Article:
On the Enneagram

  • The Enneagram Journey with Suzanne Stabile – If you’ve heard of the Enneagram, odds are good someone has mentioned the book The Road Back to You and told you to read it. Suzanne coauthored this book which has introduced so many of us to the ideas behind the Enneagram and how it can be useful. This podcast is a delight. Suzanne usually interviews a Christian with a big platform (pastors, writers, musicians, podcasters, etc.) about how they are their type in the world and in relationships. She also does Q&A episodes with her producer-son that are really helpful and insightful.
  • Typology with Ian Morgan Cron – Ian was the other half of the authorial team that brought us The Road Back to You, and while his podcast is similar to Suzanne’s, it has a different feel and approach due to his 4-ness (vs. Suzanne’s 2-ness). I would say he is more exploratory, while she is more therapeutic. I really appreciate both of these shows as I learn more about what the Enneagram has to offer us – and myself specifically – in terms of self-knowledge and paths to growth.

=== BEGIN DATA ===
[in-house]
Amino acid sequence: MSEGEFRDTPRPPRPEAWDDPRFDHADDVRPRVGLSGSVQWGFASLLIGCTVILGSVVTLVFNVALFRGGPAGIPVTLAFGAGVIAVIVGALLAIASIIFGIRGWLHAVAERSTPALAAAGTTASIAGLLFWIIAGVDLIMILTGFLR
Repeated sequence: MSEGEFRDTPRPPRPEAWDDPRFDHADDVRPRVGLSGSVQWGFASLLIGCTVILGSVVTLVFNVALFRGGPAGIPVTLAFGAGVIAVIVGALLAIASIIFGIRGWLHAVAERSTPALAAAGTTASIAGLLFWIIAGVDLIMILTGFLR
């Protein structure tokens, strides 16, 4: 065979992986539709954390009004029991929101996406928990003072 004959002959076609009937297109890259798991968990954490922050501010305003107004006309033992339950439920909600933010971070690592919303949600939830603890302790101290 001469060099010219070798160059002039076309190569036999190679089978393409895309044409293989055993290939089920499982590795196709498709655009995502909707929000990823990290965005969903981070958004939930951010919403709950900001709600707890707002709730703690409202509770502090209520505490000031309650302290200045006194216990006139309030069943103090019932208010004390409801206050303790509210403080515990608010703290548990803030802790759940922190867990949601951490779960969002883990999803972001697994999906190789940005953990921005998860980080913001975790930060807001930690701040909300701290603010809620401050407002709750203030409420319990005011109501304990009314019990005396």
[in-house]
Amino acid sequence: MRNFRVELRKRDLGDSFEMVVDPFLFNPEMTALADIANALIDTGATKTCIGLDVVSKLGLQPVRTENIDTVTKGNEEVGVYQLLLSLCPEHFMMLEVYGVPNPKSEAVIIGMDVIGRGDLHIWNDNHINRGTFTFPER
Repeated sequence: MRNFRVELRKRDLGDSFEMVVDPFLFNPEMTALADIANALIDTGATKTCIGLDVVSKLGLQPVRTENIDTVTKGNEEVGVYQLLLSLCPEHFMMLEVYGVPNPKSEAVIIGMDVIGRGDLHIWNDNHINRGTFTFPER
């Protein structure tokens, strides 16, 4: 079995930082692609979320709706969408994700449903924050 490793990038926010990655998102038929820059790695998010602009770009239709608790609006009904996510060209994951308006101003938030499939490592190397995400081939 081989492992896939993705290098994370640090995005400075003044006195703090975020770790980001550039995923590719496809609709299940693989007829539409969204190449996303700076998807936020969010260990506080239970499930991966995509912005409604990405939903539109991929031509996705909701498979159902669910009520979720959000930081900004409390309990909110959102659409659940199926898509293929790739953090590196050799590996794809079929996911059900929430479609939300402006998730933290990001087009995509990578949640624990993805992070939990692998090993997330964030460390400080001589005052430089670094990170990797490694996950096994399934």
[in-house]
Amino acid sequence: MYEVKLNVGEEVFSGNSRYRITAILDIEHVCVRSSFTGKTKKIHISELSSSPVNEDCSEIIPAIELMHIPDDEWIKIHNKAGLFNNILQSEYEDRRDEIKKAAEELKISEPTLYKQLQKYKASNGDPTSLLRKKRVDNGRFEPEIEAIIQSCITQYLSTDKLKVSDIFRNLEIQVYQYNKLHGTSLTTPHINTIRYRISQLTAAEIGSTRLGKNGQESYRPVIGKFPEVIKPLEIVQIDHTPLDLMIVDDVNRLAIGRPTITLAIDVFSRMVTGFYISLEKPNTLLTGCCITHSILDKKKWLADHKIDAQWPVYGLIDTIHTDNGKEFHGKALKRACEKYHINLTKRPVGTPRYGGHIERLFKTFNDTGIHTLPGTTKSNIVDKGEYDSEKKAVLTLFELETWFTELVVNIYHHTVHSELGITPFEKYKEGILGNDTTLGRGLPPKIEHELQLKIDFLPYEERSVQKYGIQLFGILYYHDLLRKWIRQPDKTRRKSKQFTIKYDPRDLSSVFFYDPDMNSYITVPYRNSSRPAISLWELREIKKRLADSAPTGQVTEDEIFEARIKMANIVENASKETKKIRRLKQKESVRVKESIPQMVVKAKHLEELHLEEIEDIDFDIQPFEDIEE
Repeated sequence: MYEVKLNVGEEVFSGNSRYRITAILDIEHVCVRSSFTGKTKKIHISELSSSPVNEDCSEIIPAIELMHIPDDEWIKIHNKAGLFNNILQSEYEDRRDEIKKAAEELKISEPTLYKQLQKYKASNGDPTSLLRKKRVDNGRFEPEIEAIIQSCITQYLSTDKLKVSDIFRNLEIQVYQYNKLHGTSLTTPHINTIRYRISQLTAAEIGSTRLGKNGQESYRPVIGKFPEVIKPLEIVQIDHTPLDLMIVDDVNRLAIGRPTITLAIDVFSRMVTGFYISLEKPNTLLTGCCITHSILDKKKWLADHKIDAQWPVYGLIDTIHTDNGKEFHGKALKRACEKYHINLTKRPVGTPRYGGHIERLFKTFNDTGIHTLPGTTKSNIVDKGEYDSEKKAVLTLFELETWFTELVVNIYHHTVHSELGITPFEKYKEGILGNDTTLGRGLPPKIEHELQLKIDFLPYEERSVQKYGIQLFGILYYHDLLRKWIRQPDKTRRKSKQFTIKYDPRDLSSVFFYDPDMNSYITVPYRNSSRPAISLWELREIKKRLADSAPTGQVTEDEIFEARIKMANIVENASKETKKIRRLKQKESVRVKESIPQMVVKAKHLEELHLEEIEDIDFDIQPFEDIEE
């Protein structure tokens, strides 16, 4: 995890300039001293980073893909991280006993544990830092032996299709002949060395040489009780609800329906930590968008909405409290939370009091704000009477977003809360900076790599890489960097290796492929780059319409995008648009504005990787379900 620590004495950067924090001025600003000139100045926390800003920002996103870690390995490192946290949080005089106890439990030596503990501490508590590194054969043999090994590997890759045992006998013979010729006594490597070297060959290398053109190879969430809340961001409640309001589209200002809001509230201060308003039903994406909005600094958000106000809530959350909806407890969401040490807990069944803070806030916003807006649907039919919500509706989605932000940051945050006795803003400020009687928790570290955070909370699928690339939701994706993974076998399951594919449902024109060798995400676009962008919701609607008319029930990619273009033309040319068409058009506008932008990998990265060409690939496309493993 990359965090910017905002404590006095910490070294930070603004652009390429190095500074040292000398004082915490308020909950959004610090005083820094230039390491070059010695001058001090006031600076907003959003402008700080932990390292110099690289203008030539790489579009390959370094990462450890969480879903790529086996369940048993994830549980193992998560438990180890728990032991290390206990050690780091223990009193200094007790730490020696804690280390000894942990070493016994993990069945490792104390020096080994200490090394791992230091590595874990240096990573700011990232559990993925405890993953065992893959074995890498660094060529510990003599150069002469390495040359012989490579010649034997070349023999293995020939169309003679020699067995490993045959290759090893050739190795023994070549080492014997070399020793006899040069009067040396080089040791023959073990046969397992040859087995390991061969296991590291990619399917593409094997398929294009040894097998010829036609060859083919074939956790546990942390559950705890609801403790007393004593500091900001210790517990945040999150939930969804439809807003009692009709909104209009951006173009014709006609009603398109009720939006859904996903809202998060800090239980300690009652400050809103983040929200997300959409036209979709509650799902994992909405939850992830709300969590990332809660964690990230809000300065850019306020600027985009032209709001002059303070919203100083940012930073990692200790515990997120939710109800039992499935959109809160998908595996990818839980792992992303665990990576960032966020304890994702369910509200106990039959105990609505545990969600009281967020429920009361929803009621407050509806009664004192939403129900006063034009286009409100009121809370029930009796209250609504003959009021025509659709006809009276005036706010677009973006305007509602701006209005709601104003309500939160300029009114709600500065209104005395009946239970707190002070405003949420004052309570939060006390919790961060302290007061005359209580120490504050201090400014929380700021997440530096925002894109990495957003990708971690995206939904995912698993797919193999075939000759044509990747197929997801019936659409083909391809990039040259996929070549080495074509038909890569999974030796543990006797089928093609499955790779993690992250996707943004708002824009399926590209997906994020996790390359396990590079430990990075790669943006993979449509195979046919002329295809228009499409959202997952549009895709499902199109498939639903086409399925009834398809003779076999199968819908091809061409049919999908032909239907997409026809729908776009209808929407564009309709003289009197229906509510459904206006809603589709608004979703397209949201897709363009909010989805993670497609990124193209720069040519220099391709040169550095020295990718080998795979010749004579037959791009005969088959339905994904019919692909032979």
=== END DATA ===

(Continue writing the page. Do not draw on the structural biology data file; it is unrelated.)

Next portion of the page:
On the Christian Life

  • Thirty Minutes with the Perrys – Preston and Jackie Hill Perry, a married pair of spoken word poets whom I admire greatly, come at the dilemmas of life with humor, thoughtfulness, and a whole lotta Gospel. They started their podcast with a two-part episode on how they navigated Preston’s recent addiction to pornography. They are raw, intense, and real, and their understanding of God’s grace as mighty and transformative is really helpful. I freaking love them, and this podcast is phenom.
Mercy!

Mercy!